The Mona Lisa by Leonardo Da Vinci is one of the most celebrated artworks in the world. While it’s a striking painting that rightfully deserves its place in The Louvre Museum, one of the most remarkable things about the Mona Lisa is that her creator wasn’t only a distinguished painter, but also a renowned engineer, scientist and sculptor. During the Renaissance it wasn’t unusual to be an expert in many, often unrelated fields. People with multiple passions have been called Renaissance minds, scanners or, most recently, “multipotentialites”, a term coined by Emily Wapnik. They have interests and passions that encompass various topics that are often completely unrelated.
Today, specialization is often seen as key to a successful career. Multipassionate people are no longer celebrated as Renaissance Minds, but rather classed as Jacks of all trades, implying they haven’t mastered any of their diverse interests. However, in the last years we have seen, if you will, a renaissance of Renaissance Minds, with employers, especially small to medium-sized businesses, starting to see the benefits of hiring multipotentialites. Here are a few reasons why you should also consider hiring multipotentialites:
When it comes to processing complex problems and vast amounts of information, something most employees do every day, curiosity is just as important as intelligence and experience. As Albert Einstein once put it “I have no special talents. I am only passionately curious.” Curiosity in a wide range of topics is a trait all multipotentialites share. You will rarely hear a multipassionate employee say things like “that’s not what I’m paid for” or “this is how we’ve always done it.”
Curious employees will take an interest in solving complex problems, be driven to find the best solutions and be motivated to keep working where others might have given up.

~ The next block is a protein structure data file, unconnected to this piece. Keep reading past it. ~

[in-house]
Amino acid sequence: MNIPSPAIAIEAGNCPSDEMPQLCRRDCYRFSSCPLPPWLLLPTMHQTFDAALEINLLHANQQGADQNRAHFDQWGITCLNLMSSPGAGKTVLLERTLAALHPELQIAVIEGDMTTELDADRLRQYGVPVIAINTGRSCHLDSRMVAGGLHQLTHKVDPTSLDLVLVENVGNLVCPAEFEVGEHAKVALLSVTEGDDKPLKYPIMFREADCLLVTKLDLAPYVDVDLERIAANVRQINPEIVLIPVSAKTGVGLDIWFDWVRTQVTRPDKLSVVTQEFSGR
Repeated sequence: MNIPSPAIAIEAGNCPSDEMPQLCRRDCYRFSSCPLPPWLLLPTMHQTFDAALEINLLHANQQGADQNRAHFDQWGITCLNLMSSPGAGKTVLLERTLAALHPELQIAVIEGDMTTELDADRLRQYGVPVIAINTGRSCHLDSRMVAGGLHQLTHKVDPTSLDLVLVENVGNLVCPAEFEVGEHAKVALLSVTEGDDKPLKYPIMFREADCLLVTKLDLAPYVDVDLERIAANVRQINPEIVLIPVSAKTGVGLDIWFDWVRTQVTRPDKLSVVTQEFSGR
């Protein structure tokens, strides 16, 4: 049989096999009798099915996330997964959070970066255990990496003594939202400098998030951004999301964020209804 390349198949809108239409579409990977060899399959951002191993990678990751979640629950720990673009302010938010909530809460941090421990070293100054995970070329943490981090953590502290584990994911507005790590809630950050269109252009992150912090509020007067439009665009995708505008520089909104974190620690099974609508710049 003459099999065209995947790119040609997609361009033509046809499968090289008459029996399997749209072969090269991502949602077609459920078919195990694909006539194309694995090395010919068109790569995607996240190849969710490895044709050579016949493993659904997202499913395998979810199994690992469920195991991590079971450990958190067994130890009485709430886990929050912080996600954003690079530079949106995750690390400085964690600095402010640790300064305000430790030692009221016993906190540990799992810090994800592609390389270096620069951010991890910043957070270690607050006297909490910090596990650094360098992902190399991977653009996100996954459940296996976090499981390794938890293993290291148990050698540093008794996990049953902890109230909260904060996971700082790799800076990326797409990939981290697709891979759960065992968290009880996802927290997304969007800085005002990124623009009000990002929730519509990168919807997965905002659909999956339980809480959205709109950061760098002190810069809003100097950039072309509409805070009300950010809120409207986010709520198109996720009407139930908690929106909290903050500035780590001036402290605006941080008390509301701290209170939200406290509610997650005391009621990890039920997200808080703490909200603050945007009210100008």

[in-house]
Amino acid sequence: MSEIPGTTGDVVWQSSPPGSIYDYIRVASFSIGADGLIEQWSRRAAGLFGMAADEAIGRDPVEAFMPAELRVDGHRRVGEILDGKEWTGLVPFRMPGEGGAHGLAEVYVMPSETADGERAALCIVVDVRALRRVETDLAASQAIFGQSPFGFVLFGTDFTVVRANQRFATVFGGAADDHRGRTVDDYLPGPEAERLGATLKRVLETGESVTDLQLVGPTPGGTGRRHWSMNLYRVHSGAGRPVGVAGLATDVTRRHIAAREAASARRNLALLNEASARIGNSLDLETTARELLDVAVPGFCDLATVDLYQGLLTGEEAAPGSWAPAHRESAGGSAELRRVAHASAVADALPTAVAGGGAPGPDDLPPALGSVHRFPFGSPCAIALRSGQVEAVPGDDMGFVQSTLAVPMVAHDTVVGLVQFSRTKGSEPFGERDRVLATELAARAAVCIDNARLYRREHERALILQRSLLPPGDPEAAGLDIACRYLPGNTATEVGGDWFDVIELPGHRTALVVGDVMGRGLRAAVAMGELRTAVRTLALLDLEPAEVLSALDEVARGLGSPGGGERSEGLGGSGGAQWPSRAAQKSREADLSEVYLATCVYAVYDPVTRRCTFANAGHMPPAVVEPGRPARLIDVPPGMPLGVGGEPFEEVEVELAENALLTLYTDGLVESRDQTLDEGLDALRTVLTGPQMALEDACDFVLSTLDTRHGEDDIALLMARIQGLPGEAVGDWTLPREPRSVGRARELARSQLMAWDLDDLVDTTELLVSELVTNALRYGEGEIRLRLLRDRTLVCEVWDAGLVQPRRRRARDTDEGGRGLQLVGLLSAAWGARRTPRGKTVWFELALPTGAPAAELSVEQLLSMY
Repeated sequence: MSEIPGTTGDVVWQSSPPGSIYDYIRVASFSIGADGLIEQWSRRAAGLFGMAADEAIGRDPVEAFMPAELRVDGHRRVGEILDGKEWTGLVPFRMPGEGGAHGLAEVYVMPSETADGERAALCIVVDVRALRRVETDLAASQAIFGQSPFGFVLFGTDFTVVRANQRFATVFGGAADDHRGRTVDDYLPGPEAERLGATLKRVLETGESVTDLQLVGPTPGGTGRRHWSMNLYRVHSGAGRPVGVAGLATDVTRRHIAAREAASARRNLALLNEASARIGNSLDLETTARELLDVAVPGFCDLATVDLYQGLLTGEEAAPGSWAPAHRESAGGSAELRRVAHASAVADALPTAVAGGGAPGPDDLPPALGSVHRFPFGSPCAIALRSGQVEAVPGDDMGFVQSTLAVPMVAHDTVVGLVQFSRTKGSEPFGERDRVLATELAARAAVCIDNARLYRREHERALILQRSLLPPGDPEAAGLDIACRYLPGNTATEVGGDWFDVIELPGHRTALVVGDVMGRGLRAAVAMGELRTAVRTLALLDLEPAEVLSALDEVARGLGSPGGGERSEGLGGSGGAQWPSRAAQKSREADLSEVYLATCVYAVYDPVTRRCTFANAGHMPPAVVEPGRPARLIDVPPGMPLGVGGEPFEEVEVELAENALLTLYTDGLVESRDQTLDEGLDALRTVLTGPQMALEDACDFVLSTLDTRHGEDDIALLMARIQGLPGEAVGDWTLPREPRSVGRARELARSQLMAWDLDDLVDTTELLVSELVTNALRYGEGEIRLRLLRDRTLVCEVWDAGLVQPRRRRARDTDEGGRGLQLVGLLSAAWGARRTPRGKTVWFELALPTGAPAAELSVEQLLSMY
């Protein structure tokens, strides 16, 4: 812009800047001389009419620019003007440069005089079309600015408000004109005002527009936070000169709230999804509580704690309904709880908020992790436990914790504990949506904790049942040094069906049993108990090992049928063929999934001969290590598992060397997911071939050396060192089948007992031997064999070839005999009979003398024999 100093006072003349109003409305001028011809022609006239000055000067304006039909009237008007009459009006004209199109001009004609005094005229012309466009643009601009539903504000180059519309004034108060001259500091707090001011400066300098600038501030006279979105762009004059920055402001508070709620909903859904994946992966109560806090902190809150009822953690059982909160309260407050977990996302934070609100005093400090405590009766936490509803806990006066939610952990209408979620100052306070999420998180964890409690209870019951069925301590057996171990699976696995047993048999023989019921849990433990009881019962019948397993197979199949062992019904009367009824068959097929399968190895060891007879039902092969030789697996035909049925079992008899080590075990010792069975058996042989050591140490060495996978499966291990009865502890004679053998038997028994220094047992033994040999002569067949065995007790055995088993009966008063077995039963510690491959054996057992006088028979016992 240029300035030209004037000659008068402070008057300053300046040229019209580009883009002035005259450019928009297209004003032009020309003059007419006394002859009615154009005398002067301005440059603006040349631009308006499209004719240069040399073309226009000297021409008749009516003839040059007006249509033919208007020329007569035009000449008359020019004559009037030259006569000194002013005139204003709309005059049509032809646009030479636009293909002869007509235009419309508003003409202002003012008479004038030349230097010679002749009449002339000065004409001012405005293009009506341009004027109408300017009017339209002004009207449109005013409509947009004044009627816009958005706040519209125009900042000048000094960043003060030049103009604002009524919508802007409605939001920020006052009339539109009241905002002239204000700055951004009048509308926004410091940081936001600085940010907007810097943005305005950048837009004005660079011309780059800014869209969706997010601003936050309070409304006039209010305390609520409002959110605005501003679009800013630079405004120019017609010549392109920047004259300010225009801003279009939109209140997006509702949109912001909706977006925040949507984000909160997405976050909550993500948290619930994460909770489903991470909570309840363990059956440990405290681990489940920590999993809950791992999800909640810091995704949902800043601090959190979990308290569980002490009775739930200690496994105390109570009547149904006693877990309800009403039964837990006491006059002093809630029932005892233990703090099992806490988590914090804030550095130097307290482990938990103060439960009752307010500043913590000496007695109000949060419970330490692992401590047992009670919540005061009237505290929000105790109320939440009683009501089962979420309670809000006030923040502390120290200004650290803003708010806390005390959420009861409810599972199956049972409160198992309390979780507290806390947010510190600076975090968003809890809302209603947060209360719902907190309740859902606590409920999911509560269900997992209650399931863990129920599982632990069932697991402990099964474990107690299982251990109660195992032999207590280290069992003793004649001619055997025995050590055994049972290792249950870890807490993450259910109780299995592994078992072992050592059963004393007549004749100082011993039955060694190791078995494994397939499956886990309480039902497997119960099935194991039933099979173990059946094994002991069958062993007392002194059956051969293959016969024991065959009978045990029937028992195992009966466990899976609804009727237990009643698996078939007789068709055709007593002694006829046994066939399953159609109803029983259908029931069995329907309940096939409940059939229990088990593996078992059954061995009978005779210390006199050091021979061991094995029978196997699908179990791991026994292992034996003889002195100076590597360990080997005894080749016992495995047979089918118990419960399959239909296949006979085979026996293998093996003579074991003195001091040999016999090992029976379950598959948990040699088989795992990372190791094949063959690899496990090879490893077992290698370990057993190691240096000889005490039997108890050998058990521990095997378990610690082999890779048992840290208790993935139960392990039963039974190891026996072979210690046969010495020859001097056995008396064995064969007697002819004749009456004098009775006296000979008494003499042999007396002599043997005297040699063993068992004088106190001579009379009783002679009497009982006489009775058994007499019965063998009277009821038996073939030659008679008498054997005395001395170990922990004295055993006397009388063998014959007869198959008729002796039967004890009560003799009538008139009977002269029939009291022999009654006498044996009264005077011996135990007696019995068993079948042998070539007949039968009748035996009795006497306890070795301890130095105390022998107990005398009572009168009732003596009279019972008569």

They’re fast learners
While all multipotentialites have different sets of interests and expertise, one thing that they all share is an eagerness to learn. Multipassionate people enjoy the process of learning new skills, whether it’s a new instrument or civil law. Most multipotentialites have taught themselves how to learn most effectively, either from reading, taking classes or through trial and error. They know what learning style works best for them and can apply these learning techniques to their work. Whether they need to learn new guidelines, new tools or a new language for work, they will be able to pick it up quickly.
Technology, markets and work culture are constantly changing. To keep up with these changes, employees need to be increasingly adaptable. Multipotentialites are used to starting from scratch – it’s what they do every time they explore a new interest. This makes them more able to handle many of the changes a modern work place will throw at them better than specialists could. In small companies, where job descriptions are often less specific, it can be very valuable to have adaptable employees. Multipotentialites will be willing to chip in whenever help is needed in a different department, whether they have experience in that role or not.
They make teams stronger
Of course, specialists are incredibly important to any company. Some tasks will always have to be carried out by experts. You wouldn’t want a general physician to carry out open heart surgery. However, having a few multipotentialites in every team can be very beneficial. Pairing a specialist with years of experience with a multipotentialite can be a great idea. This way you combine specific expertise with outside-the-box thinking, which can lead to new innovations and solutions. The multipotentialite can come up with a handful of crazy ideas that would have never occurred to an expert, while the expert can then work through the finer details to see if the ideas are feasible.
They’re creative problem solvers
While specialists have been trained to understand one area very well and solve problems in that area of expertise, this can be limiting when faced with a particularly complex problem. Whenever multipotentialites start working in a new field, they look at challenges with new eyes. Being able to draw from different fields allows new, creative approaches that might not have been considered otherwise. Creativity is an asset in any employee, and combined with their other traits, can make multipotentialites great problem solvers.
Multipotentialites can make excellent employees, despite their seeming lack of specialization. They have fresh ideas, insatiable curiosity and are creative thinkers. They bring many unexpected talents to the table and will not get tired of learning about different areas of your company.
Have you hired multipotentialites in the past? Please share in the comments!